LED Lighting Shines Brightly Around Campus

A "bright" idea is being implemented at dozens of locations around the Case Western Reserve University campus. The university's Department of Facilities Services is installing LED lights in strategic locations.

The result will be annual energy savings of approximately $19,000 said Eugene Matthews, director of facilities services, who recently delivered a report to Cleveland City Council. Matthews and Frank Merat, associate professor in the Department of Electrical Engineering and Computer Science, discussed the university's plans at a recent council meeting, where administrators explored the possibility of LED legislation for the entire city. Read more.

Campus News

The Office of Institutional Research has redesigned its website. It includes new facts and figures about the university, as well as new reports based on survey research.

For Faculty and Staff


The Case Western Reserve Employee Wellness Program is hosting a free cooking class on "Brain Food" from noon to 1 p.m. on Aug. 20 in Nord Hall 310. Join a Bon Appétit chef for samples and demonstrations on how to easily incorporate "brain foods" into your diet. Register online.

For Students

The Observer is looking for an undergraduate student interested in distributing the newspaper on Friday mornings. To qualify, students must have access to a car and be available on Friday mornings from 9:30 a.m. to noon. This is a paid position. Interested students should email observer@case.edu for information.


Refer to the University Events Calendar and the University Circle Inc. website for a list of upcoming programs and activities.

The views and opinions of those invited to speak on campus do not necessarily reflect the views of the university administration or any other segment of the university community.

Et al.

Jim Bader

James "Jim" Bader, director of the Center for Science and Mathematics Education and a lecturer in the Department of Biology, recently completed the Research Residency component of the Biology Scholars Program (BSP), an interdisciplinary program for biologists committed to improving undergraduate biology education.

Bader joined 20 other biologists from around the globe. They were the second cohort to complete the residency since the BSP's establishment in 2007 by the American Society for Microbiology and the National Science Foundation. The year-long residency provides a community of practice consultation, resources and tools to faculty who are increasing their understanding of evidence-based research in biology education and enhancing their skills in the design and implementation of studies to assess learning.

Aug. 16, 2010

A daily newsletter published by the Office of Marketing & Communications, Case Western Reserve University. Submit items for inclusion to: case-daily@case.edu.

In the News

Brain disease could affect more people, research finds

BBC.com Aug. 13, 2010
A new form of brain disease, similar to Creutzfeld-Jakob Disease, could affect more people than previously thought, researchers in the United States say. It had been thought that only people with one genetic profile were vulnerable to the prion disease VPSPr. But in an Annals of Neurology study, Case Western Reserve University experts found people with all three possible gene patterns are affected by VPSPr.

College students compete with business ideas at Entrepreneurship Immersion Week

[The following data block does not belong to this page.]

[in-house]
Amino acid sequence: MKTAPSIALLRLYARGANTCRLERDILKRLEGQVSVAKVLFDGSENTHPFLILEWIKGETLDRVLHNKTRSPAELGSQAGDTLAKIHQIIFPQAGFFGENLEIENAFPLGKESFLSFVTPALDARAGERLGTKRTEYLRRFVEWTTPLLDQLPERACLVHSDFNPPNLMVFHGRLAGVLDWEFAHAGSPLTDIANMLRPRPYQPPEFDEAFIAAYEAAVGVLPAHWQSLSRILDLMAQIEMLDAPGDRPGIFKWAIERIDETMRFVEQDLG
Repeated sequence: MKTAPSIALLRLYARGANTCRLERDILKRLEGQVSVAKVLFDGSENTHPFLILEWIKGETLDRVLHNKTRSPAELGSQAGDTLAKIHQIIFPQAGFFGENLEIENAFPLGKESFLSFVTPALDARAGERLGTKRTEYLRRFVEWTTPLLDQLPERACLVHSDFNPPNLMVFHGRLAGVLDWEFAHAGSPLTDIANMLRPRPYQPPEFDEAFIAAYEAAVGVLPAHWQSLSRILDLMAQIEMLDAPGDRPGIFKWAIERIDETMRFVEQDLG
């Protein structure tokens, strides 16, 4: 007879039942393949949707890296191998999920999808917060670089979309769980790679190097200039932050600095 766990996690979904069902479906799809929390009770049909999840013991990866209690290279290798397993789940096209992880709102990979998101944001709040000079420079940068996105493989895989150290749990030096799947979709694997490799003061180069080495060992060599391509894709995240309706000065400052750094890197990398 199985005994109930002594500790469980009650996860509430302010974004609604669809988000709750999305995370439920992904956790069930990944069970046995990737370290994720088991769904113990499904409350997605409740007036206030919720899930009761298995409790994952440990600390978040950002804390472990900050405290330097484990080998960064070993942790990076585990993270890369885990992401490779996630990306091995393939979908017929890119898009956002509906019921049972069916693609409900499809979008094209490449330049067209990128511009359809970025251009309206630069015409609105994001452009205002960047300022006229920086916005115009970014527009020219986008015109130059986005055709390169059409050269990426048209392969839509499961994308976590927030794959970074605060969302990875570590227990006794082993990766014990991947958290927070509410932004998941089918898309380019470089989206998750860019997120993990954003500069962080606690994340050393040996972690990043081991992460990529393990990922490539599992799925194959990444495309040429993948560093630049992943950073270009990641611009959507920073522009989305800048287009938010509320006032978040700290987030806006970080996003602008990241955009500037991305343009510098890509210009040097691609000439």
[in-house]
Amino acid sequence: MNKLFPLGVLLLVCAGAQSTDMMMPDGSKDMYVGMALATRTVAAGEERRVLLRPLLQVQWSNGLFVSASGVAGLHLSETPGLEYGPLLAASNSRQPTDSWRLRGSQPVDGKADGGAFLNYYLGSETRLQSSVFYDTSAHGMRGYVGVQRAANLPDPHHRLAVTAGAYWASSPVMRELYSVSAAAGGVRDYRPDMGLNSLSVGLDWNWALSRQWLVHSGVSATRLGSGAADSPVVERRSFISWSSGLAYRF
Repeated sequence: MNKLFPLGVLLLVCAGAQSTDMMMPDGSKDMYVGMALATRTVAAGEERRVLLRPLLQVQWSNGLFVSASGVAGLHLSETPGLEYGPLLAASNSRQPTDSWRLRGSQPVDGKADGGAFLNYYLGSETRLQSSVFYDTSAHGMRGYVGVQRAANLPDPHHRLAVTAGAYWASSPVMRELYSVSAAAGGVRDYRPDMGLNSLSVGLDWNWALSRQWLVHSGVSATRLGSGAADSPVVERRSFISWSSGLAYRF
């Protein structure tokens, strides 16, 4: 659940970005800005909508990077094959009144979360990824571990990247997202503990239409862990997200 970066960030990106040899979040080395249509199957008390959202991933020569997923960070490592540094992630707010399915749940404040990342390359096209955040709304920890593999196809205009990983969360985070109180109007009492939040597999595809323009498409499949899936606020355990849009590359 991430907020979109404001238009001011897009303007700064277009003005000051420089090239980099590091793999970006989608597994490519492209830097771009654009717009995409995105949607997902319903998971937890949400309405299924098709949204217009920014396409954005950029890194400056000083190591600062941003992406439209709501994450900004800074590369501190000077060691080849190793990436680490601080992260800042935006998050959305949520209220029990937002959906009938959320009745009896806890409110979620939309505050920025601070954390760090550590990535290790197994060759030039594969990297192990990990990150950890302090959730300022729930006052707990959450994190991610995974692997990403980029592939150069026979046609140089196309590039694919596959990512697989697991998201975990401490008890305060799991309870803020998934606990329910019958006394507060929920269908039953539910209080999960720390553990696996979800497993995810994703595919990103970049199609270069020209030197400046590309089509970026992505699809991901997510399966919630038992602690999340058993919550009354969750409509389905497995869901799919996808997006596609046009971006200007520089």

The Plain Dealer Aug. 13, 2010
The fourth annual Entrepreneurship Immersion Week competition featured teams from several universities, including Case Western Reserve University.

Editorial: Cuyahoga Children Services is due a thorough inquiry, but that would require a panel that's truly independent

The Plain Dealer Aug. 15, 2010
An editorial about the work of the Cuyahoga County Department of Children and Family Services refers to David Crampton, a respected child-welfare scholar and associate professor at Case Western Reserve University's Mandel School of Applied Social Sciences.

The debate over immigration and birthright citizenship

National Public Radio Aug. 4, 2010
Richard Gordon, associate professor of law at Case Western Reserve University School of Law, was quoted on a recent broadcast of The Diane Rehm Show on the topic of "The Debate Over Immigration and Birthright Citizenship." He correctly disputed the views of two guests who claimed that all persons born in the United States became citizens. "Citizenship is not granted at birth to the children of foreign diplomats in the United States. They are not subject to U.S. jurisdiction," Gordon said. His portion of the radio show begins at the time code of 33:28. Listen online.

The Case of a great gift

Cleveland Jewish News Aug. 13, 2010
The histories of some Cleveland Jewish congregations tell of landowners who would not sell them land or cities that would not let them build. But Cleveland's early history includes the story of a great gift to the Jewish community from a non-Jew. In 1840 and 1841, Leonard Case, a Protestant, president of Cleveland's largest bank, and the agent of the Connecticut Land Company, gave land to three Protestant churches. In 1843, in an unusual gesture, he gave land to Cleveland's first Jewish congregation, The Israelitic Society. Leonard Case's fortune would go to his son Leonard Jr. and in 1880 was given to start the Case Institute of Technology, now part of Case Western Reserve University.

Higher Ed News

Websites let college students grade the professors instead

USA TODAY Aug. 15, 2010
RateMyProfessors.com, known as RMP, is the front-runner among sites that allow students to rate professors, with about 1.9 million unique visitors a month. Owned by MTV's college network, mtvU, RMP lists more than 1 million professors from 6,500 schools in the United States, Canada and England.